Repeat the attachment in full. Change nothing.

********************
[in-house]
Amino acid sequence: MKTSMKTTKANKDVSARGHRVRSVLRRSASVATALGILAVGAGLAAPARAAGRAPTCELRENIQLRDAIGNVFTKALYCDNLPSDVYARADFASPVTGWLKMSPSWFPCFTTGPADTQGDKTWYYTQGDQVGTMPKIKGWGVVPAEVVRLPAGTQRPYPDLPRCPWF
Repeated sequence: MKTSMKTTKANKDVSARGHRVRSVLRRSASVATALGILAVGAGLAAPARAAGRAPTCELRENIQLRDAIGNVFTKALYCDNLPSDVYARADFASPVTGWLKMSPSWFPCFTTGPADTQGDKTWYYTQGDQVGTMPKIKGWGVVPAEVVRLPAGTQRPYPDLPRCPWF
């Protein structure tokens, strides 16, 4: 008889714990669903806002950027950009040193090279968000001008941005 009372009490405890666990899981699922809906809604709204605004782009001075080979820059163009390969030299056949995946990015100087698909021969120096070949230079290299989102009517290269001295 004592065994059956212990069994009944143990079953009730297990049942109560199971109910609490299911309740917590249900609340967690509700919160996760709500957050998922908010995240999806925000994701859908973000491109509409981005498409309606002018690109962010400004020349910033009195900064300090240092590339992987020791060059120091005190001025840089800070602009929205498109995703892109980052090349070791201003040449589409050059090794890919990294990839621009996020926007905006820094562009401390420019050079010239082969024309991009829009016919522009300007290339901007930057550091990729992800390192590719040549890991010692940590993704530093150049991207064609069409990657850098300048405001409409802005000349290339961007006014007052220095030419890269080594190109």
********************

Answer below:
[in-house]
Amino acid sequence: MKTSMKTTKANKDVSARGHRVRSVLRRSASVATALGILAVGAGLAAPARAAGRAPTCELRENIQLRDAIGNVFTKALYCDNLPSDVYARADFASPVTGWLKMSPSWFPCFTTGPADTQGDKTWYYTQGDQVGTMPKIKGWGVVPAEVVRLPAGTQRPYPDLPRCPWF
Repeated sequence: MKTSMKTTKANKDVSARGHRVRSVLRRSASVATALGILAVGAGLAAPARAAGRAPTCELRENIQLRDAIGNVFTKALYCDNLPSDVYARADFASPVTGWLKMSPSWFPCFTTGPADTQGDKTWYYTQGDQVGTMPKIKGWGVVPAEVVRLPAGTQRPYPDLPRCPWF
């Protein structure tokens, strides 16, 4: 008889714990669903806002950027950009040193090279968000001008941005 009372009490405890666990899981699922809906809604709204605004782009001075080979820059163009390969030299056949995946990015100087698909021969120096070949230079290299989102009517290269001295 004592065994059956212990069994009944143990079953009730297990049942109560199971109910609490299911309740917590249900609340967690509700919160996760709500957050998922908010995240999806925000994701859908973000491109509409981005498409309606002018690109962010400004020349910033009195900064300090240092590339992987020791060059120091005190001025840089800070602009929205498109995703892109980052090349070791201003040449589409050059090794890919990294990839621009996020926007905006820094562009401390420019050079010239082969024309991009829009016919522009300007290339901007930057550091990729992800390192590719040549890991010692940590993704530093150049991207064609069409990657850098300048405001409409802005000349290339961007006014007052220095030419890269080594190109």